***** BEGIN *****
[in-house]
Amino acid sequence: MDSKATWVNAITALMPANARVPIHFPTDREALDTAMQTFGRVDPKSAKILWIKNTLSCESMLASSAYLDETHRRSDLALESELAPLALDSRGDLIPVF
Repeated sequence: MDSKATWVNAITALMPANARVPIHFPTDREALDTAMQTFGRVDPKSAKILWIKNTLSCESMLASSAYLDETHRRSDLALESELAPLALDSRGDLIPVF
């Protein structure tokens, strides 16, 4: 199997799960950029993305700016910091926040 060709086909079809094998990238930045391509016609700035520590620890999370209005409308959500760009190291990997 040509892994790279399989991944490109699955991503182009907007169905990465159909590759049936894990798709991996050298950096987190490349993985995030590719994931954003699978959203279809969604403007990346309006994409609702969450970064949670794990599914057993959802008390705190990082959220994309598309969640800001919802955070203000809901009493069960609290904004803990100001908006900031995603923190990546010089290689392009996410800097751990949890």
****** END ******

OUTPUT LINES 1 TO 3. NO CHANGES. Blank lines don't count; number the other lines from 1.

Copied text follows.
[in-house]
Amino acid sequence: MDSKATWVNAITALMPANARVPIHFPTDREALDTAMQTFGRVDPKSAKILWIKNTLSCESMLASSAYLDETHRRSDLALESELAPLALDSRGDLIPVF
Repeated sequence: MDSKATWVNAITALMPANARVPIHFPTDREALDTAMQTFGRVDPKSAKILWIKNTLSCESMLASSAYLDETHRRSDLALESELAPLALDSRGDLIPVF